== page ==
As Pioneer reported earlier this summer, there have been questions surrounding the viability of incentives provided by the Massachusetts film tax credit since its inception in 2006. It was adopted to attract motion picture production companies by offering them generous tax breaks for filming on location around the state. In exchange, the companies are expected to create industry jobs for Massachusetts residents, and spur local investment and growth. While there has certainly been a recent uptick in big-budget film productions, much of the revenue produced is going out of state, and taxpayers are not seeing a reasonable return on their dollars.
A recent Boston Globe editorial also echoed the pitfalls of the film credit, supporting the conclusion that it has been a poor investment. Unfortunately, since annual spending on the credit is uncapped, spending may continue to increase, as film companies seek to access the favorable incentives.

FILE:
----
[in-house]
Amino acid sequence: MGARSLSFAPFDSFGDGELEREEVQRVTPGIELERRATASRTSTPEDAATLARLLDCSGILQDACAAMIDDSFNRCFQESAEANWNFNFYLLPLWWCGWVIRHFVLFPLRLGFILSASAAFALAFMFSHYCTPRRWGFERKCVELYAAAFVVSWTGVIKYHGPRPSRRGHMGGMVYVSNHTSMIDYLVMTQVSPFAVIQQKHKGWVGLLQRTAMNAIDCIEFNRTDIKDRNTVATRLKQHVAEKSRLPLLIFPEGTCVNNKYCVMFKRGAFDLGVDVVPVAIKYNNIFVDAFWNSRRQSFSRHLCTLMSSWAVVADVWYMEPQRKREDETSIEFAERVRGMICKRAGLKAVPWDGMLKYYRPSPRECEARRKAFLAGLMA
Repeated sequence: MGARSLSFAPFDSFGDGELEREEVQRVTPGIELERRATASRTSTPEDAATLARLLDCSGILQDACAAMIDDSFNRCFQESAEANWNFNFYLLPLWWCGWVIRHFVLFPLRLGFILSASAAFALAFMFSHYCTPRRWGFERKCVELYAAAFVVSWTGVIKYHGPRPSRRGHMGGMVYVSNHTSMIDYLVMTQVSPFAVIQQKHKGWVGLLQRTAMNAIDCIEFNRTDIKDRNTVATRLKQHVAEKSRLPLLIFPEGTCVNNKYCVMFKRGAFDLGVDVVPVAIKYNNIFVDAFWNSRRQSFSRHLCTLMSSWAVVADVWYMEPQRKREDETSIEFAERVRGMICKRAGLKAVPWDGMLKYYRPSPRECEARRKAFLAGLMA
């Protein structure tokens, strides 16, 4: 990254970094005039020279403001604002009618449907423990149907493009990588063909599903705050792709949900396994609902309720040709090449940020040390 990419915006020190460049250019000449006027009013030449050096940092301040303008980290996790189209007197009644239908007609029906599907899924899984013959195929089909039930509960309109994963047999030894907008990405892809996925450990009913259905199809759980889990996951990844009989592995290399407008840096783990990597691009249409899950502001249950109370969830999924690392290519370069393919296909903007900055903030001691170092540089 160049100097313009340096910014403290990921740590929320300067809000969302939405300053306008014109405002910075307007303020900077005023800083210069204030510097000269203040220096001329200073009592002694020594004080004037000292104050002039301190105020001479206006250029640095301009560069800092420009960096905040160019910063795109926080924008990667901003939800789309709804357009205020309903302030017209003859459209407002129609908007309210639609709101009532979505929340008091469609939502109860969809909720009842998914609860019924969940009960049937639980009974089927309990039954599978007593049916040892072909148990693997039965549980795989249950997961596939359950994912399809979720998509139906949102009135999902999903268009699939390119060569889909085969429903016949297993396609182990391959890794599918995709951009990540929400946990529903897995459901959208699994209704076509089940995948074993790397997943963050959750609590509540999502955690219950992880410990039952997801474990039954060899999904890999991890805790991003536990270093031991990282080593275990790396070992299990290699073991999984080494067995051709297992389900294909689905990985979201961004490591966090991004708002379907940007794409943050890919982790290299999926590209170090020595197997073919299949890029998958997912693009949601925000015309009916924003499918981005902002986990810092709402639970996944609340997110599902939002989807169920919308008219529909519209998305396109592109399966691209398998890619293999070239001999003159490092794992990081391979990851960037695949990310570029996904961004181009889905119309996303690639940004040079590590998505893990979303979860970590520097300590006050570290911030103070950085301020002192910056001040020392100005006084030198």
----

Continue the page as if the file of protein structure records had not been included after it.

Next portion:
Now the House has approved a similar credit for theater productions as part of a broader economic development bill that also cites general claims about job creation and stimulus for Boston as a cultural center and destination as its benefits. While this bill does cap spending at $5 million, it is disheartening that our representatives have not learned their lessons from the failure of the film tax credit.
As the Globe points out, this proposal comes in the midst of declining revenue estimates that have necessitated large spending cuts; hardly the time to introduce frivolous new spending on tax breaks. Luckily, the bill faces strong opposition in the Senate, and even it if were to be passed, it would likely be vetoed by Governor Baker, who has spoken out against the film incentives. Let’s hope our legislators don’t get stage fright and pass this ill-advised bill.